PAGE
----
The Coronavirus Crisis: As People Keep Their Distance, Keep the Constitution Close
This article is from the archive of The New York Sun before the launch of its new website in 2022. The Sun has neither altered nor updated such articles but will seek to correct any errors, mis-categorizations or other problems introduced during transfer.
Governor Andrew Cuomo, we gather from the news reports, is suddenly full of praise for President Trump’s leadership in respect of the coronavirus. It’s an encouraging turn, given Mr. Cuomo’s remarks Monday as he announced that New York, Connecticut, and New Jersey have agreed to limit crowds, including private parties, to no more than 50 persons, and to take other actions to slow the virus.
Mr. Cuomo’s press call Monday was just obnoxious. Also on the line were the governors of New Jersey and Connecticut. It’s a rare day that any governor, let alone three of them, wants the feds to run his state. Yet Mr. Cuomo started out by claiming that the federal government has “been behind on this crisis from day one.” The governors complained of “a lack of federal direction and nationwide standards.”
What Mr. Cuomo announced is that the three states “have agreed to a common set of rules that will pertain in all of our states.” Then he warned: “So don’t even think about going to a neighboring state because there’s going to be a different set of conditions,” Mr. Cuomo said. Later in a press conference, he elaborated on what was worrying him: “‘state shopping’ where residents of one state travel to another and vice versa.”
What strikes us about this imbroglio, if that’s what it was, is the agreement between the three states. It is, after all, a bright-line violation of the Constitution — namely of Article One, Section Ten. It’s the section that lists certain things that American states can never do. One of the things it ordains is that, absent the consent of Congress, no state shall enter “any agreement” with “another state.” It is un-American in the constitutional sense.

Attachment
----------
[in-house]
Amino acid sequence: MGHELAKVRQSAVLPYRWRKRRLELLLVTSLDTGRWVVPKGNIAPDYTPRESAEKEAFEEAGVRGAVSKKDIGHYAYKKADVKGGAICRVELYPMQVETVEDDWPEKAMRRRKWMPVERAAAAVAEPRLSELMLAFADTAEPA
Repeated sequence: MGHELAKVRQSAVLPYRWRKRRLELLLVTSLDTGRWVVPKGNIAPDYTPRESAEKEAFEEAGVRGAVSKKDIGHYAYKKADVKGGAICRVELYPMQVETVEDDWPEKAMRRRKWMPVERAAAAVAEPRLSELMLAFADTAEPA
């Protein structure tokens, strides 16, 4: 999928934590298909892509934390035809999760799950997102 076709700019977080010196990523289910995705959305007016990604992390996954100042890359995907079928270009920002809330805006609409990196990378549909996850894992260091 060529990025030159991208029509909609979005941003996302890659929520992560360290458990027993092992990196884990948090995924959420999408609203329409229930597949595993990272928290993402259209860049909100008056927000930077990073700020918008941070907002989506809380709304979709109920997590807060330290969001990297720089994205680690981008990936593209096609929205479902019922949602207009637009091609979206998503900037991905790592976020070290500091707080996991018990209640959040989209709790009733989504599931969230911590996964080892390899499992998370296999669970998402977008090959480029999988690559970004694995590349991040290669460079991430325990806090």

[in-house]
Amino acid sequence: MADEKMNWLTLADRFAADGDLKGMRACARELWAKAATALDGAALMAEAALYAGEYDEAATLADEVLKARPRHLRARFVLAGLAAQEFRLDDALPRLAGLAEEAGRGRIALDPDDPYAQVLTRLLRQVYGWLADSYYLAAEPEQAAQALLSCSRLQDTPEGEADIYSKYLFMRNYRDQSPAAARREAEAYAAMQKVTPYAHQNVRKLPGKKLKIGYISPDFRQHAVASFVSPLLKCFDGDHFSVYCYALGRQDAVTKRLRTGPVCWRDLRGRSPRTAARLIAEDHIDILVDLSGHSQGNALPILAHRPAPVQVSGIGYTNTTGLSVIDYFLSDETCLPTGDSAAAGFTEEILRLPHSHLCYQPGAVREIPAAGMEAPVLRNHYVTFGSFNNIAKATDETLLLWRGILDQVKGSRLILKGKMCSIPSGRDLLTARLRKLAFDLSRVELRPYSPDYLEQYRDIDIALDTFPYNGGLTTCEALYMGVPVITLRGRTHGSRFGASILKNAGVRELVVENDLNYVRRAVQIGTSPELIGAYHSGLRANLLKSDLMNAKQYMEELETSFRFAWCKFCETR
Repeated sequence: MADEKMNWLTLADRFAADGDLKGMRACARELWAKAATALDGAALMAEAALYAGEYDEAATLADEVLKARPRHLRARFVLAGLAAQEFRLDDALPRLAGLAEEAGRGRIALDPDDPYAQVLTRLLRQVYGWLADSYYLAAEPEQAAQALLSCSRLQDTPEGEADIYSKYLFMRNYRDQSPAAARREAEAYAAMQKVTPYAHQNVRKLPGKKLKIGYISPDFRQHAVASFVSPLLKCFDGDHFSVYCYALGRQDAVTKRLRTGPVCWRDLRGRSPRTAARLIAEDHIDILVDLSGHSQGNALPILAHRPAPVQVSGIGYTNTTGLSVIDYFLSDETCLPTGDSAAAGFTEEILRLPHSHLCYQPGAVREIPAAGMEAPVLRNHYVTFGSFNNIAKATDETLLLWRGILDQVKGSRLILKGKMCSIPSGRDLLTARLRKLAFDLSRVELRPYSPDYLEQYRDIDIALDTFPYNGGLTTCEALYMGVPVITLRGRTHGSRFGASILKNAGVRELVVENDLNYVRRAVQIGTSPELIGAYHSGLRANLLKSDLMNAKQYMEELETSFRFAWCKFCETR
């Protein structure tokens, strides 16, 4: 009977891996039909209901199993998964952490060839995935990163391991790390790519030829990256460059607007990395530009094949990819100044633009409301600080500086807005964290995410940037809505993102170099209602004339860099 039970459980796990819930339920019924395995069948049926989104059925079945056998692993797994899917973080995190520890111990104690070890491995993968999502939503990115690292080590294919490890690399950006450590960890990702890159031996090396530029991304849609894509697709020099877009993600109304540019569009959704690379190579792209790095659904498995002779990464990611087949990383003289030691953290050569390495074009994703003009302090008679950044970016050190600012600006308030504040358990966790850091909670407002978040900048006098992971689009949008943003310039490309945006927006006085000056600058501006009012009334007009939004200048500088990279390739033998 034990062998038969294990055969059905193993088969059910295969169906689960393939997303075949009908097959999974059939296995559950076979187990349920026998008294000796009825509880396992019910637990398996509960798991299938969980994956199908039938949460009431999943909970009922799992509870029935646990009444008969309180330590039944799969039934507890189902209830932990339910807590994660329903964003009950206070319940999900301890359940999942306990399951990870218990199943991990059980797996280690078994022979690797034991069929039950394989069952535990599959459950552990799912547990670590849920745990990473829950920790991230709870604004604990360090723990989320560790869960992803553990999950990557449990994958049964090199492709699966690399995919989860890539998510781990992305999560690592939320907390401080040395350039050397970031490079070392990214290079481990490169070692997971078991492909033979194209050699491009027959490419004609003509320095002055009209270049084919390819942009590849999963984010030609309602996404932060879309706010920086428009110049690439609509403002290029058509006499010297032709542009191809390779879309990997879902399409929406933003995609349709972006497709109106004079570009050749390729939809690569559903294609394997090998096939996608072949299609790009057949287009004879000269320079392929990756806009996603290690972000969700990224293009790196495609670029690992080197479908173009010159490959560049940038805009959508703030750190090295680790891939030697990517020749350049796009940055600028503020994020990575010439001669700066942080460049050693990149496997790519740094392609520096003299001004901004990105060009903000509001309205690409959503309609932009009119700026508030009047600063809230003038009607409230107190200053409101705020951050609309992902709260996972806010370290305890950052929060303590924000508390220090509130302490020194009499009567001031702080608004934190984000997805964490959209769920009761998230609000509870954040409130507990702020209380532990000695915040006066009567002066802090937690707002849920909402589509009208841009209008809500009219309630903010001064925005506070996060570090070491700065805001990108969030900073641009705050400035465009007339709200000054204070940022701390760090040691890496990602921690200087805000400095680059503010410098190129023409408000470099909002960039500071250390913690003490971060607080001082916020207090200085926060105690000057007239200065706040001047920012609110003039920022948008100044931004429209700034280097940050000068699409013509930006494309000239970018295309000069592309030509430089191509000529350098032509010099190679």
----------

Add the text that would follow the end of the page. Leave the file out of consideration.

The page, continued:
We understand that over the years, the Supreme Court has taken a somewhat flexible view. It allowed an agreement between Maine and New Hampshire to build a modest bridge. It once suggested it would be okay for, say, Virginia and Tennessee to drain a swamp in parts of both states. Congress and the Court, though, have jealously guarded the principle here. And it strikes us that Mr. Cuomo was way ahead of his skis.
Particularly because what seemed to bother him was the prospect that if he clamped down on the virus in New York his neighbors might take advantage of it. Mr. Cuomo could have regulated his state anyway its own constitution and legislature were prepared to permit. No need for him to have clumb up on his high horse against a Mr. Trump. If we were the Congress — a stretch, to be sure — we’d have written Mr. Cuomo a pass.
And we’d set aside the incident as unworthy of remark, save for the rush of big government into our lives in the name of defeating this virus. The right of Americans peaceably to assemble — which, aside from the agreements clause, is what is being abridged here, after all — is part of the same article of the Bill of Rights as, say, the right to free speech, religion exercise, or the use of printing equipment. Could Governor Cuomo have shut down the New York Times if, in his view, it were so infecting our politics as to be dangerous?
Not only that, but the amounts of money being created to combat the coronavirus are astounding. We remember, during the last trillion-dollar crisis, Chairman Bernanke telling CBS that the Fed could raise interest rates in 15 minutes if it had to. Ten years later, interest rates are close to zero. Just to be clear: We’re keeping our social distance, like everyone else, and are fully serious about it. All the more reason to keep the Constitution close.